maintained between the administration, client, teachers and students.
It was further developed by the dedication of the teaching staff and support
from administration to work with the client to help prepare them with
clear direction for their upcoming courses focusing on radar defense systems.
4.0 Recommendations and Suggestions for the Military Classroom
Creativity and originality are highly recommended for
keeping military students actively involved in lessons. Although passive
learning techniques are easier to maintain classroom management, it may
not always be in the best interest to the student as a language learner.
Military students must be made to think critically and to use both oral
and written forms of communication. Although more mature students can
learn from lecture formats, other students often don't have the same concentration
skills to sit for extended periods of time. Therefore, multi-tasking and
activities using the lessons and materials in a variety of formats and
approaches proved most useful.
The team of teachers used a series of different teaching
techniques to keep student interest for up to 6 hours a day in English
Language Instruction. Because of the nature of the military, classes were
structured with weekly assessments; however, instruction varied based
upon the experience and personality of the teacher. Students were exposed
to a more eclectic approach of methods to enhance their language skills.
Some of the most successful methods and activities used
with military students were as follows:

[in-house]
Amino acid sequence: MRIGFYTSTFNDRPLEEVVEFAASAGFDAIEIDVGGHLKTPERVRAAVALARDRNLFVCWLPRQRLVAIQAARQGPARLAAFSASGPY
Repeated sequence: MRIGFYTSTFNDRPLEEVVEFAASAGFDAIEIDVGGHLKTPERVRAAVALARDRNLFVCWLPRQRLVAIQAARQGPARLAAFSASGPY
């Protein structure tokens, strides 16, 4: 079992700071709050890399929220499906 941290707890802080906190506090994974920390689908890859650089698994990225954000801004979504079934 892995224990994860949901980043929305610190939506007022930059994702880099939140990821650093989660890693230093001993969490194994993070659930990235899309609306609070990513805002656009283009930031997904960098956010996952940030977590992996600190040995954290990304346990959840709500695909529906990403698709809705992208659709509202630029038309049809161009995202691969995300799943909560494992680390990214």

- Dictations: Student pairs were asked to dictate material
to a partner who wrote down what was being said. Students were asked
to spell unclear words and to listen for sound patterns. Another form
of dictation that proved effective was running dictations. Although,
loud at times, students were sent down the hall to read a passage. They
were asked to remember as much of it as possible in English and to return
to their groups to report what they had read. These types of activities
kept students actively involved in lessons.
- Internet Based Sites: Students were often asked to
explore sites and current events involving military operations. Some
effective sites with either texts or pictures for students were:
- Encryption games: In one of the courses, military
students were asked to make as many English words out of the letters
provided with in a three minute period of time. In the first week, military
students produced basic and minimal word counts; however, by the end
of the course, soldiers were increasing their lists two-fold. This later
led to exploring sites such as http://www.infowar.com/. Students were
able to discuss how learning codes and encryptions could help protect
military secrets. Students were then asked to create encryptions and
to pass them to fellow soldiers in the class to solve using words in
English. Clever students enjoyed this activity; weaker students who
did not wish to expand their thought process found it more difficult
than their counterparts. This is not to say, they weren't able to decode.
Most students enjoyed the challenge of solving the puzzles in English.
- Problem solving tasks: Students were often given problems
to solve or pieces of information to a part of a puzzle to unravel.
For example, students upon entry to class might be given a card with
a word on it such as: battery, gsm card, mobile, lighter, petrol, can